Beyond the law: Are encrypted smartphones too private for the FBI?
2014-09-28 22:27:56

ALISON STEWART: The debate over personal privacy versus national security took a new turn Thursday(1)
ALISON STEWART:国家安全与个人隐私争论了新一轮 (星期四)

when the director of the FBI criticized Apple and Google for developing encrypted smartphones,(2)

devices he warned would allow people to place themselves beyond the law.(3)

For more about this, we’re joined now by Julia Angwin. She’s a senior reporter at ProPublica.(4)
更多关于这个,我们是由茱莉亚.安格现在加入。她是一位资深记者在 ProPublica。

So, Julia what are these companies doing that has the NSA so concerned?(5)

JULIA ANGWIN: Essentially the way to think of this is that they’re allowing you to encrypt the equivalent of your hard drive.(6)
JULIA ANGWIN:基本上认为这的方法是他们允许您进行加密,相当于您的硬盘。

So, the way you have a home computer and you might want to encrypt your hard drive,(7)

now you have a hard drive on your phone and you can encrypt that.(8)

So, that means basically any information that’s stored on your phone would now be secure and really unreadable by anyone who doesn’t have your passcode.(9)

But it’s worth pointing out that almost every bit of data I have on my phone is also replicated somewhere else.(10)

For instance, my emails might be stored on Google servers, or my photos might be backed up on iCloud.(11)
例如,我的电子邮件可能存储在谷歌服务器上,或者可能在 iCloud 上备份我的照片。

So all of that data, if it’s somewhere else, most likely is obtainable by the FBI.(12)

ALISON STEWART: So, if this data is readily available in other places, why is the FBI so upset?(13)
ALISON STEWART:因此,如果在其他地方,这个数据是现成的为什么是联邦调查局不高兴?

JULIA ANGWIN: The FBI would of course like their job to be as easy as possible.(14)
JULIA ANGWIN:联邦调查局当然会喜欢自己的工作要尽可能容易。

I think all of us are slightly sympathetic to the idea that we want law enforcement to have as many tools as possible,(15)

but in this particular case we’re talking about a very small subset of their data, which is the physical device.(16)

They have to come get your actual device from you and then they want to unlock that information, but in the end they are going to get that information.(17)

 They have not yet presented an actual case where they would have failed to complete their investigation without this information.(18)

ALISON STEWART: So, what is in it for these Silicon valley giants to up their game in privacy at this point?(19)
ALISON STEWART:那么,是什么在它为这些硅谷巨头放弃他们的游戏在这一点上的隐私?

JULIA ANGWIN: I think in the post-Snowden era they’re realizing that they can use this as a marketing tool,(20)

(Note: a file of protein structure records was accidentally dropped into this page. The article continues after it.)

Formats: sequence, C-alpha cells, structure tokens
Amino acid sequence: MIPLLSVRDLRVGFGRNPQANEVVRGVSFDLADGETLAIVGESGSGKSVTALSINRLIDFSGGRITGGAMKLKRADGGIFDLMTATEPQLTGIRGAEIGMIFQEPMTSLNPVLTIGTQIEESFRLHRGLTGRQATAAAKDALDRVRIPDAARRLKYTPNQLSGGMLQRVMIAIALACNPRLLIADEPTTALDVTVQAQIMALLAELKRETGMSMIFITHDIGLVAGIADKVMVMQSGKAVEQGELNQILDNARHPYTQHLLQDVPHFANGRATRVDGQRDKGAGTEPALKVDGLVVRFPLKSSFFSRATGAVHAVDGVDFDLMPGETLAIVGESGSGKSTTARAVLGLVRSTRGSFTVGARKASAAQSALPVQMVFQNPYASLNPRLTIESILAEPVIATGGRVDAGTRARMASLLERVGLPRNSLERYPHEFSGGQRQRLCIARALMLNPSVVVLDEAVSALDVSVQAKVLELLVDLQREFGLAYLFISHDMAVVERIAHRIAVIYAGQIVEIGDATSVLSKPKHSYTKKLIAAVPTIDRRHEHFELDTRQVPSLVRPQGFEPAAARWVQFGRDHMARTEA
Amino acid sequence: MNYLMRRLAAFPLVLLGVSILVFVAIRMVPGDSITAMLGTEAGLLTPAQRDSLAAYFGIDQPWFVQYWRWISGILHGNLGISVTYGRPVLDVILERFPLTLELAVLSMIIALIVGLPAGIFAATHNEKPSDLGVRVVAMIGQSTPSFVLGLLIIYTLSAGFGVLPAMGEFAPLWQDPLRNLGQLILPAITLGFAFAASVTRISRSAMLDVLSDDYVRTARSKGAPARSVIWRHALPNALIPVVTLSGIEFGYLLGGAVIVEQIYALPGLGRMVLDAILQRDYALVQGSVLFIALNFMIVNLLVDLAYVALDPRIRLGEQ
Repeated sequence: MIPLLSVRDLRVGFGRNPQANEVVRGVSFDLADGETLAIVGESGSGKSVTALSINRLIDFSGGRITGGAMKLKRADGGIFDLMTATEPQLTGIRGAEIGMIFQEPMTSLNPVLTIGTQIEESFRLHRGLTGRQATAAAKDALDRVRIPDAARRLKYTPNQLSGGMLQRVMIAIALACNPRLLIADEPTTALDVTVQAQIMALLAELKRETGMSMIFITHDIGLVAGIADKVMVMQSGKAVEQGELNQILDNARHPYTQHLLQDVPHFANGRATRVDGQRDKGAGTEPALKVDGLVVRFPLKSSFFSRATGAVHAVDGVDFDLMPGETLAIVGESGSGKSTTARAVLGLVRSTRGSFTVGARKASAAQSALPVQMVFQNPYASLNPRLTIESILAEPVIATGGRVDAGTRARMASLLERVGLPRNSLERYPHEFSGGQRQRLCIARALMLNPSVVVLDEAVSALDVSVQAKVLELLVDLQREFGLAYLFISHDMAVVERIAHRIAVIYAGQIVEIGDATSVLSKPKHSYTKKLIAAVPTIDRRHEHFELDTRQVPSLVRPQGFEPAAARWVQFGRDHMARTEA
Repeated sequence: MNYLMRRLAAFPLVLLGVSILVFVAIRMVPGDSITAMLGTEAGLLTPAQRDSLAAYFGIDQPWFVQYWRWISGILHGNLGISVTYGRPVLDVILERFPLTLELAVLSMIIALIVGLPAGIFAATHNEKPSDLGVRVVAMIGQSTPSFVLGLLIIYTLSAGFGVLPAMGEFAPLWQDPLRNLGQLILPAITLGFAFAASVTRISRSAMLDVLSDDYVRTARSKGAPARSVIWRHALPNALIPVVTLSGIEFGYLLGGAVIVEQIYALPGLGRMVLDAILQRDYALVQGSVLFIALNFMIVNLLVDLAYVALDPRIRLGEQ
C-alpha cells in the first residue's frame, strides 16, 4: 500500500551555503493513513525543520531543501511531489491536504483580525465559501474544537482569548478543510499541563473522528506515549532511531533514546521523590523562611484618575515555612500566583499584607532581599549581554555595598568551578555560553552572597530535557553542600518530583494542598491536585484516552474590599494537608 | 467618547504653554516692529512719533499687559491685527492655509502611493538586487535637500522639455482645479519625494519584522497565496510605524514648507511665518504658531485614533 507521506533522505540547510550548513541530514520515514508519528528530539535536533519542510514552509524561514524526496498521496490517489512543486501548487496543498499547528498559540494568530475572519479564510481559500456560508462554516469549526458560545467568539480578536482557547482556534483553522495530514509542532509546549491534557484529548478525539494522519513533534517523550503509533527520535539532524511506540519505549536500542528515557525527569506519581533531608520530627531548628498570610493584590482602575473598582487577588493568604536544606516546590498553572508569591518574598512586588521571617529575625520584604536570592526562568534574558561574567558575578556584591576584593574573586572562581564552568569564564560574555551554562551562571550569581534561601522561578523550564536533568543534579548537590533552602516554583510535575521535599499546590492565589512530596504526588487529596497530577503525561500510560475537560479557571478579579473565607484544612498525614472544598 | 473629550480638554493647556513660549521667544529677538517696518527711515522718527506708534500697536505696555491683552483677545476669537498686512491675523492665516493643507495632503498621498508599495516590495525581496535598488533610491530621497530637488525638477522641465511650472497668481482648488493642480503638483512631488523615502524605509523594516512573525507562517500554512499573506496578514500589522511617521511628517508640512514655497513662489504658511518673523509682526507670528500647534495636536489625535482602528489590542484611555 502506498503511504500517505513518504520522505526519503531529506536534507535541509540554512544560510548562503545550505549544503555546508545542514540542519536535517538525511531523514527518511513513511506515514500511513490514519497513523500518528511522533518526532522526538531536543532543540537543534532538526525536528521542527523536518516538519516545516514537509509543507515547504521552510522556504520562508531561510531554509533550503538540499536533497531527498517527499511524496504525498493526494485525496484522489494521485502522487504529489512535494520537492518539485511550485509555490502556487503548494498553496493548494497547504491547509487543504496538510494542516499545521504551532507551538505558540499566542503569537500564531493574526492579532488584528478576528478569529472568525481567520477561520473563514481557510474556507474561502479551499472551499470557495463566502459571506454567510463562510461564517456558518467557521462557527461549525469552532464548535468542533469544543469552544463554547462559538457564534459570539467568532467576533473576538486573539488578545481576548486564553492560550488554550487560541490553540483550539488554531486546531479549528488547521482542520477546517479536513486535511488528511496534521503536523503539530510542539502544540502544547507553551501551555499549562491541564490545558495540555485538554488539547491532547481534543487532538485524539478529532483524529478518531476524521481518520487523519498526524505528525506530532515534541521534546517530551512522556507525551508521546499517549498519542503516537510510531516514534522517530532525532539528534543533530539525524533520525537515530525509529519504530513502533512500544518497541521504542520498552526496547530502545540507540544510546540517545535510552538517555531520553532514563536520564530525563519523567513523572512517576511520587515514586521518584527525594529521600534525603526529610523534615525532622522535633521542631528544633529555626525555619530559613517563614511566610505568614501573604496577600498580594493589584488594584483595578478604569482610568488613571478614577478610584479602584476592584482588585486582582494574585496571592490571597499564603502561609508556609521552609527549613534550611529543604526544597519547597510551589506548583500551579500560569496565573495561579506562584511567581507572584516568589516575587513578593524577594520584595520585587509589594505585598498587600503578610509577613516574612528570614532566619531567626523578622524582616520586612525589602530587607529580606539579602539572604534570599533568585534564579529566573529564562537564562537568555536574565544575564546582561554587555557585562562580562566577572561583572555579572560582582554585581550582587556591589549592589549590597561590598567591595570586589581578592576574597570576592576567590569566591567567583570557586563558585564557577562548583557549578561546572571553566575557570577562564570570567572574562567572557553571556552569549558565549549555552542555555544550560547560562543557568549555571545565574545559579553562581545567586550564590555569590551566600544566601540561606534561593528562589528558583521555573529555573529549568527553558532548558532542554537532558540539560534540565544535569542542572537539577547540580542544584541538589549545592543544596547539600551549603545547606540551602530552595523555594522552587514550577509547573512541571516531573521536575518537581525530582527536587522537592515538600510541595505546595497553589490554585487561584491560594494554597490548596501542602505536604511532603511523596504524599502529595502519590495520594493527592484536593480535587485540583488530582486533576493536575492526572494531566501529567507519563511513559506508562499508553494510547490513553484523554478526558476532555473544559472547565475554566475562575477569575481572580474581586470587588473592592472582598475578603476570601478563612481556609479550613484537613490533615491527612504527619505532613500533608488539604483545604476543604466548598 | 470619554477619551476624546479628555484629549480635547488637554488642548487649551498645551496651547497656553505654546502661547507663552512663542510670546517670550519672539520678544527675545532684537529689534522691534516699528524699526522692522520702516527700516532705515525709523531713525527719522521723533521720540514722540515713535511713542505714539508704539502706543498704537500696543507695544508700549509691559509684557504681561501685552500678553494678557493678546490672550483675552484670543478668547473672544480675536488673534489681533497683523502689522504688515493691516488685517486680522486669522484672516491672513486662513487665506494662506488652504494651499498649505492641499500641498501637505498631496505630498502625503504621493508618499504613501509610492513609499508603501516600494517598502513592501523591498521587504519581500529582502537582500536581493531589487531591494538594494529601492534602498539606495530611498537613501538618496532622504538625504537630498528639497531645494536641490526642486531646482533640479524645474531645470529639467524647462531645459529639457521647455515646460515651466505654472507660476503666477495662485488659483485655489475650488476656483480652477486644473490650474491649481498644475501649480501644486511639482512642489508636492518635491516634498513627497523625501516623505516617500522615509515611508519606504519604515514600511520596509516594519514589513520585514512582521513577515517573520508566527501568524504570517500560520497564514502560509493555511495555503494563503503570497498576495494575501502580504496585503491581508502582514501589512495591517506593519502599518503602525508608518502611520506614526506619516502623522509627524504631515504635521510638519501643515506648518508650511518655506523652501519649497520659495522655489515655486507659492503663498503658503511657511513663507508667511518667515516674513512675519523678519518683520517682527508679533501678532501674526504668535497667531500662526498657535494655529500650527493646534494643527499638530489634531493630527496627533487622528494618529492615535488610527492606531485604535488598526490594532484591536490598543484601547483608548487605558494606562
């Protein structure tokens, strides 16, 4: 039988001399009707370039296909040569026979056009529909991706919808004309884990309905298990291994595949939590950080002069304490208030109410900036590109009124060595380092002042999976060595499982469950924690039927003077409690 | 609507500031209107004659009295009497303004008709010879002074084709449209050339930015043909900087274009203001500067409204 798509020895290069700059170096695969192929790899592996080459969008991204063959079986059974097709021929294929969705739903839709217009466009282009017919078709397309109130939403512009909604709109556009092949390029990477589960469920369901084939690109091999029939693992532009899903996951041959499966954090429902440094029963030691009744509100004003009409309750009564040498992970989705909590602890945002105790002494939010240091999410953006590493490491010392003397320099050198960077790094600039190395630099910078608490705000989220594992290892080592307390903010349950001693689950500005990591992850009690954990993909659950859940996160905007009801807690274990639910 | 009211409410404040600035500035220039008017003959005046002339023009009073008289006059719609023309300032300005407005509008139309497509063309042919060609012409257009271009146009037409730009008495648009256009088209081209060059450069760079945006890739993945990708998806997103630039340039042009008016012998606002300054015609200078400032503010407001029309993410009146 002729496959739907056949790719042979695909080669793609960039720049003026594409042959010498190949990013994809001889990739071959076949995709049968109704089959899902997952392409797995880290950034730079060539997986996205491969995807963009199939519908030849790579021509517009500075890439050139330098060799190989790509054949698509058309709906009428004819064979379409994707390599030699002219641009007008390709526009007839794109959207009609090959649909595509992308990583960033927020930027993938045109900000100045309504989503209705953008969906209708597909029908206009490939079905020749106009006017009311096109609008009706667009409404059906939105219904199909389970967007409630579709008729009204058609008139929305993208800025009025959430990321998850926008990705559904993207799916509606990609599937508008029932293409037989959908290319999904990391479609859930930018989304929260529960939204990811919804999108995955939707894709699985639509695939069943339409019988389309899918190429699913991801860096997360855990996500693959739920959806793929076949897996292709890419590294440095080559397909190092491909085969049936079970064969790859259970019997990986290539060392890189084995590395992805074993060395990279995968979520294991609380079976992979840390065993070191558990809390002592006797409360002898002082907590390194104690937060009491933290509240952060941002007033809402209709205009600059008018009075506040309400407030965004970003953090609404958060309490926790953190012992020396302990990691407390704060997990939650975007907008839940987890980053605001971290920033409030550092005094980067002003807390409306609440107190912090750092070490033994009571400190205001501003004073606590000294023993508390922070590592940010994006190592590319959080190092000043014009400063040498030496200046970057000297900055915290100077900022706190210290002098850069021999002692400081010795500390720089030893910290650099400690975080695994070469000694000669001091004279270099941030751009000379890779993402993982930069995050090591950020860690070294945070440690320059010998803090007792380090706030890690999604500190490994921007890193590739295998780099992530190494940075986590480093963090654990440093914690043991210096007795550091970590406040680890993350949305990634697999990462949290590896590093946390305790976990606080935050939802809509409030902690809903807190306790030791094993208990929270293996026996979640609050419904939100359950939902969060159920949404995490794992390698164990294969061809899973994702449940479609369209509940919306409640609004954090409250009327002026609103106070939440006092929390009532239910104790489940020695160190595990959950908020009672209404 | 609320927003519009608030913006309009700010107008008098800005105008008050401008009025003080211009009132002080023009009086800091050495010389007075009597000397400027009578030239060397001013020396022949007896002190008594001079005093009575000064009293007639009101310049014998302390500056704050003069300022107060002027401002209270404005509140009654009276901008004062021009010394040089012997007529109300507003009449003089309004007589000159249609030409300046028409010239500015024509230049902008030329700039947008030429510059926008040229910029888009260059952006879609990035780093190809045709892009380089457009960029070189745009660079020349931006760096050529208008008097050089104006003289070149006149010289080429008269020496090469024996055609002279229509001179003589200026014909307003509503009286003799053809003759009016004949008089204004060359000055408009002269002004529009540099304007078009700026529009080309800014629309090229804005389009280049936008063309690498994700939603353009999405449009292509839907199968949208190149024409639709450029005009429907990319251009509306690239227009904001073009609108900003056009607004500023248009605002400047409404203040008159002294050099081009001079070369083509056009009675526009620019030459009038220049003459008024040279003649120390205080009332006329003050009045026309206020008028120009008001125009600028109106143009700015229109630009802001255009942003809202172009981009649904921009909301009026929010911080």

JULIA ANGWIN:我认为,在开机自检 Snowden 时代他们就意识到他们可以利用这作为一种营销工具,

which is, ‘hey, I’ve got better privacies than you.’(21)

This is actually the first time that we have kind of seen a ‘privacy war.’(22)
这实际上是第一次我们有种看到 '隐私战争'。

Apple came out with its encrypted default setting for your phone, and then immediately Google came out and said, ‘we’re doing the same thing.’.(23)

To be fair, Google had offered the option earlier, but it wasn’t a default.(24)

So, now they’re kind of playing this race, which we usually see on things like camera-resolution and now we’re seeing it on privacy.(25)

That might, maybe, usher in an era where people might start to compete on privacy features.(26)

ALISON STEWART: It’s interesting that Tim Cook, Apple’s CEO, sort of distanced himself saying,(27)
ALISON STEWART:值得一提的是苹果公司的首席执行官蒂姆 · 库克有点疏远自己说,

‘we sell devices, not your data,’ almost like a marketing tool.(28)

JULIA ANGWIN: Right. Yes, absolutely. That’s his differentiating point, which is Google is selling your data.(29)
JULIA ANGWIN:好。是的绝对。这就是他区分点,这谷歌卖您的数据。

I mean they’re not selling it directly, but they’re selling advertisers the ability to access information about you in order to target ads at you.(30)

That is their business model, and you don’t pay Google anything, and I’m paying what seems ungodly amounts of money to Apple all the time.(31)

ALISON STEWART: Tell me a little bit about why this is different than any encryption that we’ve done before.(32)
ALISON STEWART:告诉我一点关于这种比我们已经做过的任何加密不同的原因。

JULIA ANGWIN: We’ve always had this idea that the data we store on our machine, which is generally in our home, is ours and it’s secure,(33)
JULIA ANGWIN:一直以来,我们在我们的机器存储的数据,这通常是在我们家,是我们和它是安全的这个想法

and if you want it, you’re going to have to come and actually get that device and break into it.(34)

It’s not that different it, but our phones we carry around with us and they do get sort of ceased in arrests, or whatever,(35)

and police would like to thumb through them and they often do have a search warrant for it.(36)

But they can once again get almost all of that information other ways.(37)

They can go to the cellphone carrier, for instance if they want to know who you and I are calling,(38)

we already know the NSA has long, handy logs of all of that.(39)

But let’s say the local police don’t have access to the NSA logs,(40)

they also can go to the local AT&T or Verizon with a search warrant and get it from them.(41)
他们也可以转到当地的 AT&T 或者 Verizon 与搜查令,并从他们那里得到。

ALISON STEWART: Julia Angwin from ProPublica, thank you so much.(42)
ALISON STEWART:茱莉亚.安格从 ProPublica,谢谢你这么多。

JULIA ANGWIN: Thank you.(43)

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